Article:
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ISIS resurgence fears after terrorists escape infamous earthquake-hit jail

Fears of an ISIS resurgence have erupted after jailed terrorists broke out of a notorious prison during devastating earthquakes.

A prison holding more than 1300 Islamic State fighters was breached in a mutiny following last week's horrendous earthquakes in Turkey and Syria.

At least 20 ISIS prisoners escaped the military police prison in Rajo in Syria, near the Turkish border, when the two earthquakes struck the region on Monday, February 6, the Associated French Press reports.

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"After the earthquake struck, inmates started to mutiny and took control of parts of the prison," an official at Rajo jail said following the natural disaster that has killed thousands.

The Syrian Observatory for Human Rights war monitor said that while it could not verify whether prisoners had escaped from the infamous military police jail, nicknamed "Black Prison", it confirmed there was a mutiny.

While ISIS is seen as an active group with little power, experts have said that it may use the earthquakes as an opportunity to make a comeback.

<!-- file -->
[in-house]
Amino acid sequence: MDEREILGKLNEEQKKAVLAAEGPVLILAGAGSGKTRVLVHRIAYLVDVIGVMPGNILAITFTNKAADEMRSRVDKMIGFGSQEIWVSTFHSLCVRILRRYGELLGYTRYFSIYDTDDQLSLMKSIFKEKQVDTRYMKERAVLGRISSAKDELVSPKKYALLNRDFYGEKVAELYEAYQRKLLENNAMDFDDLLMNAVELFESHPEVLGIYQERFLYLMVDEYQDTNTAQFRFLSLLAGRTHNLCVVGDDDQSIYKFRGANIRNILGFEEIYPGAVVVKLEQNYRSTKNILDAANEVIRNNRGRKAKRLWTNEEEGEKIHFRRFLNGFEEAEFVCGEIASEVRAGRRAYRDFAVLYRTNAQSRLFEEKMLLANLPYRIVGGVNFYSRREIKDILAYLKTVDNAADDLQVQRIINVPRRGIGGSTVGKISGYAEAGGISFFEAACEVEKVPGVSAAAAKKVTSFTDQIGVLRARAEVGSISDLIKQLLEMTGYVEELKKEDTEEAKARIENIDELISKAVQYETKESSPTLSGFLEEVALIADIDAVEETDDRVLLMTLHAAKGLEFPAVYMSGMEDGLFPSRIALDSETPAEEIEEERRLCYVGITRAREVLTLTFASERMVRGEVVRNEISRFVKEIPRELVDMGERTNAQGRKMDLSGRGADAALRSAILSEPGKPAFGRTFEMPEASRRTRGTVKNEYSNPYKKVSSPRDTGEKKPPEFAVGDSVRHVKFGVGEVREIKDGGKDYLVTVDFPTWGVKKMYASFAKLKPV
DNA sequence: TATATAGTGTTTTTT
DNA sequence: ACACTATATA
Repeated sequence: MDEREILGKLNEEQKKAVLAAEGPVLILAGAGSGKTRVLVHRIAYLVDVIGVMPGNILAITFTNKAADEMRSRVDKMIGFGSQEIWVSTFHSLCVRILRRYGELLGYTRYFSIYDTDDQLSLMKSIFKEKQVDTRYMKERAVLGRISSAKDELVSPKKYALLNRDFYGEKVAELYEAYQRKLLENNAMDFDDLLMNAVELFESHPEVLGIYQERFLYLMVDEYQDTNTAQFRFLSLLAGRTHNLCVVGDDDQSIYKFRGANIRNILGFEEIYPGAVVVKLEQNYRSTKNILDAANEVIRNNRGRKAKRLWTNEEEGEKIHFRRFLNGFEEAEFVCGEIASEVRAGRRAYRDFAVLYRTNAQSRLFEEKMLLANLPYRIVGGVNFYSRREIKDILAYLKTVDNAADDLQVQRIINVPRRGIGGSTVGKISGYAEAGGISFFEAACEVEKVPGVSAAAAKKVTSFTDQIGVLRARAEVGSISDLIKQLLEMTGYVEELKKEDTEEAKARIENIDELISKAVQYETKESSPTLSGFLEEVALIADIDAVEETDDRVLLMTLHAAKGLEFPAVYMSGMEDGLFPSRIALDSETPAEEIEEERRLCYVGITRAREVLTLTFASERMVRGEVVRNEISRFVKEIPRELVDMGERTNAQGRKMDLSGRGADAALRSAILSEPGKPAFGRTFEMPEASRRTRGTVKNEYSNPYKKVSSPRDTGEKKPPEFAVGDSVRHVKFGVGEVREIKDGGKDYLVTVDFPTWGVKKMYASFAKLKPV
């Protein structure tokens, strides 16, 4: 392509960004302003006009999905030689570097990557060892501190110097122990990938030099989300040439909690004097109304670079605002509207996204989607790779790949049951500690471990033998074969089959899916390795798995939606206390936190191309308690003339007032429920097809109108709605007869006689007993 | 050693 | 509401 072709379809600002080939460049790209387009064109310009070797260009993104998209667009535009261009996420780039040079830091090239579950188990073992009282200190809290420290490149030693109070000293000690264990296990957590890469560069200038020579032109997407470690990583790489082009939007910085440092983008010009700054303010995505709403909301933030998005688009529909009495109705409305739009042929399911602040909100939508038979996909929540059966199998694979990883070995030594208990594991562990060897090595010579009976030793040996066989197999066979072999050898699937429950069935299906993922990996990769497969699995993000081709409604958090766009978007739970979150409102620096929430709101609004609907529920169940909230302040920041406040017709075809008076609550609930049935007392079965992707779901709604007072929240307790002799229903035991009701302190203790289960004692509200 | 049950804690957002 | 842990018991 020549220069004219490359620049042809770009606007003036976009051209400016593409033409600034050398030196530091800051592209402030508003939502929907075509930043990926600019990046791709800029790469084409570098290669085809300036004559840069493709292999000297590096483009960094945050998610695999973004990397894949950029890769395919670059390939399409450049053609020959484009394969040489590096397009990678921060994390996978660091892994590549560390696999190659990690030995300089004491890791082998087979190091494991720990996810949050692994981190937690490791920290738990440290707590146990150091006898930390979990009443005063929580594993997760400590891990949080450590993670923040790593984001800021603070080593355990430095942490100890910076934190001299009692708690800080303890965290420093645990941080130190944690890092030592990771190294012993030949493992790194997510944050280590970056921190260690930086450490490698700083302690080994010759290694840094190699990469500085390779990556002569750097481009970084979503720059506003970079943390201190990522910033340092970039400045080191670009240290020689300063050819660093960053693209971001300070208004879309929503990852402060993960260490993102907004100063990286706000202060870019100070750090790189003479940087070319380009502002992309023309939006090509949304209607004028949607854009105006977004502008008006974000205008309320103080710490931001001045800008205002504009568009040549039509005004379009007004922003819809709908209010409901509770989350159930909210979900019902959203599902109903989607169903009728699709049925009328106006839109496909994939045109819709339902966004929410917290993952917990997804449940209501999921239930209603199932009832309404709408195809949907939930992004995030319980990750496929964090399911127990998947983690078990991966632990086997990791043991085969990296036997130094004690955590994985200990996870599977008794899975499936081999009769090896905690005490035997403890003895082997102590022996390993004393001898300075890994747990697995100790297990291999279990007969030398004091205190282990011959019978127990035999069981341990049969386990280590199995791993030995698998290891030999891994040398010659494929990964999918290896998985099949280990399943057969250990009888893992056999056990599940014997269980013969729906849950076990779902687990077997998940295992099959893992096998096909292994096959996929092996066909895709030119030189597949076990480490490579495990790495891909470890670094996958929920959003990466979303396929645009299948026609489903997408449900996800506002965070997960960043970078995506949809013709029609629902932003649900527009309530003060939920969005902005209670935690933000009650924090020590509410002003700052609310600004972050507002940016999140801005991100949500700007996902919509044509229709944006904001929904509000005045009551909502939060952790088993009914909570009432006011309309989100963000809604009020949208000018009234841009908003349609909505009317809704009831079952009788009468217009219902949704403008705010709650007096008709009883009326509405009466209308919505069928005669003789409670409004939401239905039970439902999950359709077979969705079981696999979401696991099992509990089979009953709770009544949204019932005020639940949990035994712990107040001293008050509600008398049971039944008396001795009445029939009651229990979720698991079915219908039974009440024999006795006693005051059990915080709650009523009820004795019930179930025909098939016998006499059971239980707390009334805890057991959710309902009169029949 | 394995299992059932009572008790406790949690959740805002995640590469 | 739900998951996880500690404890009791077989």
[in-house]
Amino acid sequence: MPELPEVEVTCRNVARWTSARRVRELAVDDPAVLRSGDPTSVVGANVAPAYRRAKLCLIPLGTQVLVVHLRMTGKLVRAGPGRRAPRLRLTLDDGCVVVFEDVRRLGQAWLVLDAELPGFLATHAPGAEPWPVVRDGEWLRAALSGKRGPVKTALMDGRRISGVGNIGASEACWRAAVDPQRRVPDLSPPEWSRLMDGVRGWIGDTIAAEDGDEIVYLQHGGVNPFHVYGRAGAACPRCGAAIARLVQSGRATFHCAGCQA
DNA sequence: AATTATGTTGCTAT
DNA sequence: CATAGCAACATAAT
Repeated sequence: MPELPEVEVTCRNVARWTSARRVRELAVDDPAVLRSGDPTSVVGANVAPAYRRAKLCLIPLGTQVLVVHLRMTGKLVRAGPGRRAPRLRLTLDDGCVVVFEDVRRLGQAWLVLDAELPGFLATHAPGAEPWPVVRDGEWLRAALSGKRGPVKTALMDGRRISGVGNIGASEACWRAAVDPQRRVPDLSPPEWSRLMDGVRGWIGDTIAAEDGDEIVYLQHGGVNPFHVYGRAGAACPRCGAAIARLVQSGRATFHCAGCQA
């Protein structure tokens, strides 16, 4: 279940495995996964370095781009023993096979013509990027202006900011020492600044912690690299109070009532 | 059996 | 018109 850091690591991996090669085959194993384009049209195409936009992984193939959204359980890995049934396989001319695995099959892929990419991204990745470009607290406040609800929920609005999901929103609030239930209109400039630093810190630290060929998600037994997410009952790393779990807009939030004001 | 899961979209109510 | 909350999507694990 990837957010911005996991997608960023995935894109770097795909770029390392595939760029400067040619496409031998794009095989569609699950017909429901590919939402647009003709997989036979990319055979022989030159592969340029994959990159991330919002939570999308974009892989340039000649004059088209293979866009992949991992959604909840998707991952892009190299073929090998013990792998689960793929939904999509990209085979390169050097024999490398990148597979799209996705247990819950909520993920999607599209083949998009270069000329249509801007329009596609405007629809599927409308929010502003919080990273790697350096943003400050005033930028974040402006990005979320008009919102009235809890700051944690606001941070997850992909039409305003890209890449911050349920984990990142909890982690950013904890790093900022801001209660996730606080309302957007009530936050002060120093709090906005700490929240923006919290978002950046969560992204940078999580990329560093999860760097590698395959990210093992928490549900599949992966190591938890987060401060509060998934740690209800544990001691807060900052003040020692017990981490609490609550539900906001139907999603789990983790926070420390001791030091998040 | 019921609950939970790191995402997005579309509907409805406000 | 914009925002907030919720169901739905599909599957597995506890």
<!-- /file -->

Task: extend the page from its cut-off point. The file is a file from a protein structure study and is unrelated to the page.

Dr Hamoon Khelghat-Doost, a professor of political science at the University of Lincoln, said that the chaos caused by the earthquakes may benefit ISIS in the future.

"The whole focus of Turkey and its allies is on how to respond to the devastating earthquake and its consequences”, he told The Media Line.

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"Any event, including natural disasters, that can divert the attention of a nation to a topic other than securing its borders is very much welcomed by extremist organisations such as ISIS”, he added.

The death toll from the magnitude 7.8 and 7.5 quakes that struck nine hours apart in southeastern Turkey and northern Syria has shot up to 33,185 and is very likely to increase as rescue teams find more bodies.

Officials have publicly said that the damage caused by the two earthquakes was made worse because of property developers cutting corners, announcing on February 12 that the country would investigate 131 people for shoddily constructing buildings that may have led to significant deaths in Turkey.

Turkish officials have also admitted that more than a million people are currently living outdoors in tent encampments at a time when night temperatures can go as low as -9C.

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